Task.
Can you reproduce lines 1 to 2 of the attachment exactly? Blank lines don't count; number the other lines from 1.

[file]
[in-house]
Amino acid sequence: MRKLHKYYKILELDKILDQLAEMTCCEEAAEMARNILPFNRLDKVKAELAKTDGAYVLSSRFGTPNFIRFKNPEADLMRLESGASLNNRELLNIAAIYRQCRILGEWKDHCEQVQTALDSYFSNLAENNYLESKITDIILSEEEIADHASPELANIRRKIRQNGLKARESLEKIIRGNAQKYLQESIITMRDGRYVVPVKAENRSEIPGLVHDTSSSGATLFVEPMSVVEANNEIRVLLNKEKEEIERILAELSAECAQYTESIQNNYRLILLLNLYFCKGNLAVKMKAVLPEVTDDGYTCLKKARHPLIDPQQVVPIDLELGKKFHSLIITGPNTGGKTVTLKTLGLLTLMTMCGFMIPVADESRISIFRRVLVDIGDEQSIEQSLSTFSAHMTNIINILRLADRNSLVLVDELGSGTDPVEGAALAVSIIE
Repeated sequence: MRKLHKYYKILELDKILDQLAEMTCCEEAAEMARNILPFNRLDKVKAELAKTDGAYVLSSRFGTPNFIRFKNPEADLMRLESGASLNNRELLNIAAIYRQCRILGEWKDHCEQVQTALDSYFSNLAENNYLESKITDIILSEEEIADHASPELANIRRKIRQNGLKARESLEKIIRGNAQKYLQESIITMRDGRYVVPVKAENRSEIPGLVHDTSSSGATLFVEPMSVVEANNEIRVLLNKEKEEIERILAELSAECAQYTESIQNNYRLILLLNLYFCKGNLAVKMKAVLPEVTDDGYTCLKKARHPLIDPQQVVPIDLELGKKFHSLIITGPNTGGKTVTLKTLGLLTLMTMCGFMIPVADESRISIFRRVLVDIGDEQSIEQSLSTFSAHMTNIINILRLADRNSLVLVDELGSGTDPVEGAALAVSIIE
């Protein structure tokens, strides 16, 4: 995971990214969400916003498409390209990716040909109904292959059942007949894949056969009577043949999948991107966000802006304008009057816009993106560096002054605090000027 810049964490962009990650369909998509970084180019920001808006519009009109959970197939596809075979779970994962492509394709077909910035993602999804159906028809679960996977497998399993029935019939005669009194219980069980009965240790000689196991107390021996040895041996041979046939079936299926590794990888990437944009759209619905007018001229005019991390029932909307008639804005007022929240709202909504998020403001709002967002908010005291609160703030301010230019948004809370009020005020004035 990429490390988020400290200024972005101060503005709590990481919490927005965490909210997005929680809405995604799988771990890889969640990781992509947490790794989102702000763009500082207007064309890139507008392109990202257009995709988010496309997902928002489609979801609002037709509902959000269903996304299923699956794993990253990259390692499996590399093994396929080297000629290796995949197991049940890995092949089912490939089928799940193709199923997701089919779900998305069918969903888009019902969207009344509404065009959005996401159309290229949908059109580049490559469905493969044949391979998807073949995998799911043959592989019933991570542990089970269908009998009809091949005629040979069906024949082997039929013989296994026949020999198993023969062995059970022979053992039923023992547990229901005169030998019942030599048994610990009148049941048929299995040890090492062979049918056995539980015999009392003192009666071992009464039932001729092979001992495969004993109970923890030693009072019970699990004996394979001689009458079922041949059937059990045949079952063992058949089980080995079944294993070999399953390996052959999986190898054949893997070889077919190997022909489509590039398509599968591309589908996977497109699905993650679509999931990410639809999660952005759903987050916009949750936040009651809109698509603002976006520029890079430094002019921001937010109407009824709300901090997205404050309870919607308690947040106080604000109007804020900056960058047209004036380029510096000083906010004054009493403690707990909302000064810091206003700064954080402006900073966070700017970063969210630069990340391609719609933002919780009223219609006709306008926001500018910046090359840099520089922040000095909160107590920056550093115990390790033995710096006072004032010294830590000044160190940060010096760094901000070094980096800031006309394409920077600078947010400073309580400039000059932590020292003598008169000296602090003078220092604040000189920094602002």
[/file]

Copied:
[in-house]
Amino acid sequence: MRKLHKYYKILELDKILDQLAEMTCCEEAAEMARNILPFNRLDKVKAELAKTDGAYVLSSRFGTPNFIRFKNPEADLMRLESGASLNNRELLNIAAIYRQCRILGEWKDHCEQVQTALDSYFSNLAENNYLESKITDIILSEEEIADHASPELANIRRKIRQNGLKARESLEKIIRGNAQKYLQESIITMRDGRYVVPVKAENRSEIPGLVHDTSSSGATLFVEPMSVVEANNEIRVLLNKEKEEIERILAELSAECAQYTESIQNNYRLILLLNLYFCKGNLAVKMKAVLPEVTDDGYTCLKKARHPLIDPQQVVPIDLELGKKFHSLIITGPNTGGKTVTLKTLGLLTLMTMCGFMIPVADESRISIFRRVLVDIGDEQSIEQSLSTFSAHMTNIINILRLADRNSLVLVDELGSGTDPVEGAALAVSIIE